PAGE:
Featured Stories

  • Fischer L. - Drops for Nancy Larsen

  • Phyllis P. - Caregiving x 5

  • Lisette C. - My Best Friend

  • Deborah B. - My Beautiful Mom

  • Heidi Hoyt - Caregiver Support: The Data Is In

  • Joyce H. - The Story of Edna P.

  • Brian S. - Dementia at Age 32

  • Max W. - From Child to Caregiver to Alzheimer's Researcher and Advocate

  • Karen G. - Missing Jim

  • Enrique L. - U.S.M.C. Corporal

Your voice helps bring Alzheimer's out of the shadows.

Join our community of story tellers united in their determination to stop Alzheimer's! Share your personal story, a photo of a loved one, or a video telling us about your experience.

Together, we can show our leaders in Washington and beyond why we must make finding a cure for Alzheimer's a national priority!

Latest Stories

My name is Kara. I am 22 and I have 2 brothers, ages 19 and 25. Our mother was diagnosed with early onset Alzheimer’s at the age of 50. We were in high school. My college plans were cut short. My dreams were put on hold. My family came together, and did what we needed to do. Being children caretakers of our mother forced us to grow up very quickly. Taking all the responsibilities of the household into our own hands. We watched our mother’s career, friends, and LIFE get taken from her.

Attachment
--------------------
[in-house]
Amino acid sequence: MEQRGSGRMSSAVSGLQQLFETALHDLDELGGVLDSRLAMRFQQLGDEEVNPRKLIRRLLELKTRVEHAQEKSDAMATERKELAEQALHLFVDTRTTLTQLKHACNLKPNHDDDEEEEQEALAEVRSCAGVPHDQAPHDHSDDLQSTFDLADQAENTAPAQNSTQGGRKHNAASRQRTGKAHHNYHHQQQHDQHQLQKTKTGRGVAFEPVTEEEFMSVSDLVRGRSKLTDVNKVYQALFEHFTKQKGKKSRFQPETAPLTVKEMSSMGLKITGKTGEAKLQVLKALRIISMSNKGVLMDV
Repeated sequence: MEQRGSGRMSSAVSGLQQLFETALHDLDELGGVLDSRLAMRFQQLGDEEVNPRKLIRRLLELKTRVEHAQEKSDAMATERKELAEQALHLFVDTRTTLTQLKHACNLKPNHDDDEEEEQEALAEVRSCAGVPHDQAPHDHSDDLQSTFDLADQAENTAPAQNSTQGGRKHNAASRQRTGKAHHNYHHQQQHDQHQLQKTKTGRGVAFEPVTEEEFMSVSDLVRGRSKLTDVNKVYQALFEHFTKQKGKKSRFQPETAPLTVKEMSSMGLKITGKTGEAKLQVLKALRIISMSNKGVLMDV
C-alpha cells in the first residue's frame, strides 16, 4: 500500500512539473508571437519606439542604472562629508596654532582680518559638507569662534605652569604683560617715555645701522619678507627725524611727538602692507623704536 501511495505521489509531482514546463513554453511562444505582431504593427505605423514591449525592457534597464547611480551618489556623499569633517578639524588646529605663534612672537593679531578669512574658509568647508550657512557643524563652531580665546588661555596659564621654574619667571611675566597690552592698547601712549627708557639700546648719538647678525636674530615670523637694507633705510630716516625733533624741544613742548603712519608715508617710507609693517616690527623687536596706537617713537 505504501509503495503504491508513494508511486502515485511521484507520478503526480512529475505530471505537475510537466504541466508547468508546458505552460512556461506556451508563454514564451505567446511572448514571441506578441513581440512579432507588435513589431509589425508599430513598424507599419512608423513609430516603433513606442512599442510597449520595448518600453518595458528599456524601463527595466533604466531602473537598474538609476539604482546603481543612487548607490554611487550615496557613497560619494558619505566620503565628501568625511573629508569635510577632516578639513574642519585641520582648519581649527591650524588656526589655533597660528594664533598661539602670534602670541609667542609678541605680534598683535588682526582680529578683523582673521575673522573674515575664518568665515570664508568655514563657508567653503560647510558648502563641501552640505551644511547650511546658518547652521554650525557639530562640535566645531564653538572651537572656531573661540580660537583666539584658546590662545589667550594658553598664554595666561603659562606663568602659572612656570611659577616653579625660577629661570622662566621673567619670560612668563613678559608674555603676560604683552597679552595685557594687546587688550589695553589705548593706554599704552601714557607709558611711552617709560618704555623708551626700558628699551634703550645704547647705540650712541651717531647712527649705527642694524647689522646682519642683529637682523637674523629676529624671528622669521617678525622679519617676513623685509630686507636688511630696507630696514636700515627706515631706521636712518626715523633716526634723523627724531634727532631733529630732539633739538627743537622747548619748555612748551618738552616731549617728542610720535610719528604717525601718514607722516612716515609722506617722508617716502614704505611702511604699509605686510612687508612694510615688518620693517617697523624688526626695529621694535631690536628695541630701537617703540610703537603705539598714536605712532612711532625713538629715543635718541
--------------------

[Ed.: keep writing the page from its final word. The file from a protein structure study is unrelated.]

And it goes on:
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Sons and Daughters

Dad's version goes like this: "Well, Mark twisted my arm to go with some friends to this dinner theater in Cleveland. Guess they needed another guy to make the numbers work. Your mom was one of the gals. We kind of liked each other and we started dating. Pretty soon we got married."

Mom's version is so much lovelier. That morning her friend Irene called to say a few friends were going to a show at Cleveland's Karamu House, the first integrated theatre in the country. Irene asked if Mom would come along. Mom said, "Well, sure."

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Sons and Daughters

My father, Edwin L. was born in Puerto Rico in 1947. He grew up in New York...in Spanish Harlem. He was drafted to Vietnam where he served one tour and got two field promotions to leave the United States Marine Corps as a Corporal. In 1974, he married my mother and for the next 30 years, lived happily raising three kids as a sheet metal worker before becoming a correctional officer having graduated the Richard A. McGee Correctional Training Center in the first graduating class of 1995.

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Sons and Daughters


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